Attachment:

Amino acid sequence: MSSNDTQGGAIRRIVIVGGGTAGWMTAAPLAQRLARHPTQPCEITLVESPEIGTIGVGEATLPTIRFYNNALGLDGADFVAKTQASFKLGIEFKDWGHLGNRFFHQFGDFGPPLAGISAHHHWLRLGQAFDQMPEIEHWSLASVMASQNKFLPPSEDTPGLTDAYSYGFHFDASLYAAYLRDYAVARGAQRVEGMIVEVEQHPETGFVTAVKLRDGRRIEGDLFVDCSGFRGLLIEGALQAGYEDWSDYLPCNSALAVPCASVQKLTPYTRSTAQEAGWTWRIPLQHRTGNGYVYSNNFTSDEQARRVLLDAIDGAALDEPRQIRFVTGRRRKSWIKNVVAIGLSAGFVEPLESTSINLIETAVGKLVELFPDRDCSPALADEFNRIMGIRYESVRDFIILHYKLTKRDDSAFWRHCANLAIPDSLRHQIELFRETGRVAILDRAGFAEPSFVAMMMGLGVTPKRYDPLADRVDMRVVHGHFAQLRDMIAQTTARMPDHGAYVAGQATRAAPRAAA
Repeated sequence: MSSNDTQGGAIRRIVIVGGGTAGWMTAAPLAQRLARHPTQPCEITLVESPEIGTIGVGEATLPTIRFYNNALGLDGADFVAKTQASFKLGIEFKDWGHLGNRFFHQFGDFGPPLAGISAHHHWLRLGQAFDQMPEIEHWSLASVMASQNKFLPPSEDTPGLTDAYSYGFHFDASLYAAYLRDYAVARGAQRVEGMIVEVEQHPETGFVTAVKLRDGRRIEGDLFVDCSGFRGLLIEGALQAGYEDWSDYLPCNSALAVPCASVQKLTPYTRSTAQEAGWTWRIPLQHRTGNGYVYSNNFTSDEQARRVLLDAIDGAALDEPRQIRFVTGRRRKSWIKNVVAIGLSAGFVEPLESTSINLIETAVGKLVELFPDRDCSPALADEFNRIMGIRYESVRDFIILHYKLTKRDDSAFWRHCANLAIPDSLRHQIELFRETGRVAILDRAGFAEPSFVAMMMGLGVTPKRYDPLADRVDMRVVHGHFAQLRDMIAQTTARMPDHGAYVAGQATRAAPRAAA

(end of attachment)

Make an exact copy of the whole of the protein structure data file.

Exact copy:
Amino acid sequence: MSSNDTQGGAIRRIVIVGGGTAGWMTAAPLAQRLARHPTQPCEITLVESPEIGTIGVGEATLPTIRFYNNALGLDGADFVAKTQASFKLGIEFKDWGHLGNRFFHQFGDFGPPLAGISAHHHWLRLGQAFDQMPEIEHWSLASVMASQNKFLPPSEDTPGLTDAYSYGFHFDASLYAAYLRDYAVARGAQRVEGMIVEVEQHPETGFVTAVKLRDGRRIEGDLFVDCSGFRGLLIEGALQAGYEDWSDYLPCNSALAVPCASVQKLTPYTRSTAQEAGWTWRIPLQHRTGNGYVYSNNFTSDEQARRVLLDAIDGAALDEPRQIRFVTGRRRKSWIKNVVAIGLSAGFVEPLESTSINLIETAVGKLVELFPDRDCSPALADEFNRIMGIRYESVRDFIILHYKLTKRDDSAFWRHCANLAIPDSLRHQIELFRETGRVAILDRAGFAEPSFVAMMMGLGVTPKRYDPLADRVDMRVVHGHFAQLRDMIAQTTARMPDHGAYVAGQATRAAPRAAA
Repeated sequence: MSSNDTQGGAIRRIVIVGGGTAGWMTAAPLAQRLARHPTQPCEITLVESPEIGTIGVGEATLPTIRFYNNALGLDGADFVAKTQASFKLGIEFKDWGHLGNRFFHQFGDFGPPLAGISAHHHWLRLGQAFDQMPEIEHWSLASVMASQNKFLPPSEDTPGLTDAYSYGFHFDASLYAAYLRDYAVARGAQRVEGMIVEVEQHPETGFVTAVKLRDGRRIEGDLFVDCSGFRGLLIEGALQAGYEDWSDYLPCNSALAVPCASVQKLTPYTRSTAQEAGWTWRIPLQHRTGNGYVYSNNFTSDEQARRVLLDAIDGAALDEPRQIRFVTGRRRKSWIKNVVAIGLSAGFVEPLESTSINLIETAVGKLVELFPDRDCSPALADEFNRIMGIRYESVRDFIILHYKLTKRDDSAFWRHCANLAIPDSLRHQIELFRETGRVAILDRAGFAEPSFVAMMMGLGVTPKRYDPLADRVDMRVVHGHFAQLRDMIAQTTARMPDHGAYVAGQATRAAPRAAA